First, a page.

Abstract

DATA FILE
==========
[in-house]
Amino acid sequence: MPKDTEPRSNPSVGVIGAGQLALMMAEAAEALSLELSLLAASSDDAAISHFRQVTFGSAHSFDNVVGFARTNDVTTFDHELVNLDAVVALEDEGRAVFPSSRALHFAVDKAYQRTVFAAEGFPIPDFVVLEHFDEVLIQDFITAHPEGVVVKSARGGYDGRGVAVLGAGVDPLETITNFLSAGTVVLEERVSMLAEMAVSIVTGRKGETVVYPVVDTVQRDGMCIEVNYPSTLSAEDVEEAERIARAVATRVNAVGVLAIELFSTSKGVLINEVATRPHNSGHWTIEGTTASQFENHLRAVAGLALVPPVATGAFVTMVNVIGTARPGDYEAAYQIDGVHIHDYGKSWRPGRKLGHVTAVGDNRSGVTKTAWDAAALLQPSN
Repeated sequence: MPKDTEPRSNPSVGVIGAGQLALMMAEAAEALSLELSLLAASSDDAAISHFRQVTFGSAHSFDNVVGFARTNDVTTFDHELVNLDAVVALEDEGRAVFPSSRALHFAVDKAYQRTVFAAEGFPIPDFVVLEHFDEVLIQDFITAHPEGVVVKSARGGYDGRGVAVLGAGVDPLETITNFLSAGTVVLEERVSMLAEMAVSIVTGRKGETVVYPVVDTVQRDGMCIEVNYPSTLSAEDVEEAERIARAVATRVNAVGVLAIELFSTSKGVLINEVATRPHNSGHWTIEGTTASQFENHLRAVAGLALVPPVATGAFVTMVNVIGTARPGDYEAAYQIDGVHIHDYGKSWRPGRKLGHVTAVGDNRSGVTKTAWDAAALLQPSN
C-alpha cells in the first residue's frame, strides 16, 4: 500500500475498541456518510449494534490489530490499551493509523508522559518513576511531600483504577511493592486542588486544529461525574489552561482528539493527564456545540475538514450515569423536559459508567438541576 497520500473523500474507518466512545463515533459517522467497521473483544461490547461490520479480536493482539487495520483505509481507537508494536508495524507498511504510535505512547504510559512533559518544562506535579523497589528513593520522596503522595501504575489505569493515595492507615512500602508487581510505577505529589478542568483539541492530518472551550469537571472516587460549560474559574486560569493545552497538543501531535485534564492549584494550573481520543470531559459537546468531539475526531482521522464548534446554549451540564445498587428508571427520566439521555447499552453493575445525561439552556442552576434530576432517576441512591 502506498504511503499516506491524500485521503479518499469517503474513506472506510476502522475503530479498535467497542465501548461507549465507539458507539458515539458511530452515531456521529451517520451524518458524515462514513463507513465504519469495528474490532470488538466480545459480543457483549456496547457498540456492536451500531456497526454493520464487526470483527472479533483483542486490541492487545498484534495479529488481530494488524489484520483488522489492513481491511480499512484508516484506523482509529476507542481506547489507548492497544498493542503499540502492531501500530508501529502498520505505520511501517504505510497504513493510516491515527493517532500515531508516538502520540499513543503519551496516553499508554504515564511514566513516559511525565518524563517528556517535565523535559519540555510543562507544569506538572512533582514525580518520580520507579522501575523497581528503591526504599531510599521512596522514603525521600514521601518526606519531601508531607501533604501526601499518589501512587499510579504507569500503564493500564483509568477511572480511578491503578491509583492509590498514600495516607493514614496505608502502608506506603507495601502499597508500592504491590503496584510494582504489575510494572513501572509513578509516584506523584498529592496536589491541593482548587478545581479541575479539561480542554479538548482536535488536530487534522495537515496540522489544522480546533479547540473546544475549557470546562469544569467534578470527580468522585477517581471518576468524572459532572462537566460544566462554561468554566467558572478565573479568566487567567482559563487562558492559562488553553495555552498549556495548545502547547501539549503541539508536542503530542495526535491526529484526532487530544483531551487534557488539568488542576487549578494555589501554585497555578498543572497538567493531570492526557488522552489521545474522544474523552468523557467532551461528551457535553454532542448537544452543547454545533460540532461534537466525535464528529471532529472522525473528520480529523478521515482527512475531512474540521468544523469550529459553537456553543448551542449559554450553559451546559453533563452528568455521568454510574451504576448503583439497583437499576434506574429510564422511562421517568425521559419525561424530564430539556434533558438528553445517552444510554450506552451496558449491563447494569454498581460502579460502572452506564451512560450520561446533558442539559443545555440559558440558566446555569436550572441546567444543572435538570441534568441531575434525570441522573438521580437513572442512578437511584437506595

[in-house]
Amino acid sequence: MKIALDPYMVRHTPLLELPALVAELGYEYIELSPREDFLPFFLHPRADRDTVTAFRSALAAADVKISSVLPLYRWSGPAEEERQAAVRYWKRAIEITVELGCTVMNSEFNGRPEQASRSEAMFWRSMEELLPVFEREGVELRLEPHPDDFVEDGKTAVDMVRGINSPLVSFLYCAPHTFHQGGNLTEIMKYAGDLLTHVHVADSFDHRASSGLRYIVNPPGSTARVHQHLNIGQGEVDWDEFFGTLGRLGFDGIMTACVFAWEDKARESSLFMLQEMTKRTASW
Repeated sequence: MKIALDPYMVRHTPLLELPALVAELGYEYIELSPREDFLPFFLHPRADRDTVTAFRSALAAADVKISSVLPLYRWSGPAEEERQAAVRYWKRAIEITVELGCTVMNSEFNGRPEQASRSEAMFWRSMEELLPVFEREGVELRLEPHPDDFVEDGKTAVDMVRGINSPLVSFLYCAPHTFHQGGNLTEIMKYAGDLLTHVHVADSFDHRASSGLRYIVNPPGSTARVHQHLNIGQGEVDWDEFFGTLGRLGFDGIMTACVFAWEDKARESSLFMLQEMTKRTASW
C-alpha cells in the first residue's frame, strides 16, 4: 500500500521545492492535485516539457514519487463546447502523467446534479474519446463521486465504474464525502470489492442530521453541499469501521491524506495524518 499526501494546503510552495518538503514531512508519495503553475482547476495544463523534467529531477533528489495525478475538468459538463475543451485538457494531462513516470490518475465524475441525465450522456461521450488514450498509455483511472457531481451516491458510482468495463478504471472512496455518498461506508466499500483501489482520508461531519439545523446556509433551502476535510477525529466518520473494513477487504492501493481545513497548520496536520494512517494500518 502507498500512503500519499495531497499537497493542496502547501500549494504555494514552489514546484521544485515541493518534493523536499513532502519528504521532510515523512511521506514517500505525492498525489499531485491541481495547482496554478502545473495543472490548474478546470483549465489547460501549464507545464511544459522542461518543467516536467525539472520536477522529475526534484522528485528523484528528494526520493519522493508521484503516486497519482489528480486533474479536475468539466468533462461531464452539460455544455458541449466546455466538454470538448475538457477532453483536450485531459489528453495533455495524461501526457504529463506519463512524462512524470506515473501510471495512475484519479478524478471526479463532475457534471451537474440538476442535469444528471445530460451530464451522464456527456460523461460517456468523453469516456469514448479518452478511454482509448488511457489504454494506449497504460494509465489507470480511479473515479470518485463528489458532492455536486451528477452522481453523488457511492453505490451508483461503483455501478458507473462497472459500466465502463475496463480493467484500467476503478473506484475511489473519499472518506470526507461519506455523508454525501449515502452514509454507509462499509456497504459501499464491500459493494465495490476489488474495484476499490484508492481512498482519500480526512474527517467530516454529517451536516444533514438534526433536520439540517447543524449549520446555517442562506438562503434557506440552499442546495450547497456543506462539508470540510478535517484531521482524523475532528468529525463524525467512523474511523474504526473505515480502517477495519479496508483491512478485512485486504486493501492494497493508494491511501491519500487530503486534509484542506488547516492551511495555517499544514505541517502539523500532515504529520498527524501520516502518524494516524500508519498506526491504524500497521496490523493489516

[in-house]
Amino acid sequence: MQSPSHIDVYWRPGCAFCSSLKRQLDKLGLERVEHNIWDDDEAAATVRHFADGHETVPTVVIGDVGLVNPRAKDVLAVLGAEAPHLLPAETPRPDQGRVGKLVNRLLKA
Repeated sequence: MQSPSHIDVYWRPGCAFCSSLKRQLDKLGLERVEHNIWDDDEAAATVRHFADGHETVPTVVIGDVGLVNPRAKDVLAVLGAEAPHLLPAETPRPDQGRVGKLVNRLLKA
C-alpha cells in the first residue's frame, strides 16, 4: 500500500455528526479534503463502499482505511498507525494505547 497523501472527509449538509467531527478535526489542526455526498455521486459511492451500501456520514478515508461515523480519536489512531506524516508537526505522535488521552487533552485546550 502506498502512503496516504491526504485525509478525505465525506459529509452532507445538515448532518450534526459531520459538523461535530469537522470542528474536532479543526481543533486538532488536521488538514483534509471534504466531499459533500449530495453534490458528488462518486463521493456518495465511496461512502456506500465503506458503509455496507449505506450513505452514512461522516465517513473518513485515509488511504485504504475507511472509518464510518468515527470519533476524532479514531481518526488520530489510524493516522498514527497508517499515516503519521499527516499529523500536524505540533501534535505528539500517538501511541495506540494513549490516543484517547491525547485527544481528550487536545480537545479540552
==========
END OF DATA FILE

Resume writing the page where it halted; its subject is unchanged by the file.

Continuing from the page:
Between 62° and 68°N on the Norwegian continental margin, the hypothesis of a Cretaceous or Permian ocean extending northwards from the Rockall Trough can be tested with data from commercial reflection seismic profiles. Two major Mesozoic basin systems occur. The Helgeland Basin is a late Triassic and early Jurassic depocentre with a thin Upper Jurassic and Cretaceous cover except in two late Cretaceous sub-basins. The Møre/lnner Vøring Basin system is a middle to late Cretaceous depocentre in which the pre-Cretaceous section is deeply buried and rarely seen on seismic profiles. The two basin systems are separated by a complex zone of faulted 'marginal highs' active in Jurassic times and reactivated during Cretaceous times. Pre-Cenomanian lavas or sills are interpreted within the Møre Basin and a pre-Cretaceous block-faulted sequence can be identified across the inner Vøring Basin except in a narrow axial zone. These features suggest the presence of an extremely narrow zone of oceanic crust of Cretaceous age. Fault patterns confirm a major tectonic episode of mid-Cretaceous age. The geology off mid-Norway supports a mid-Cretaceous age for sea-floor spreading in the Rockall Trough but suggests that the generated oceanic crust narrowed northwards and that plate motion was partially accommodated by dextral transcurrent faulting. Reconstruction of Jurassic tectonic trends in NW Europe must allow for subsequent Cretaceous distortion.

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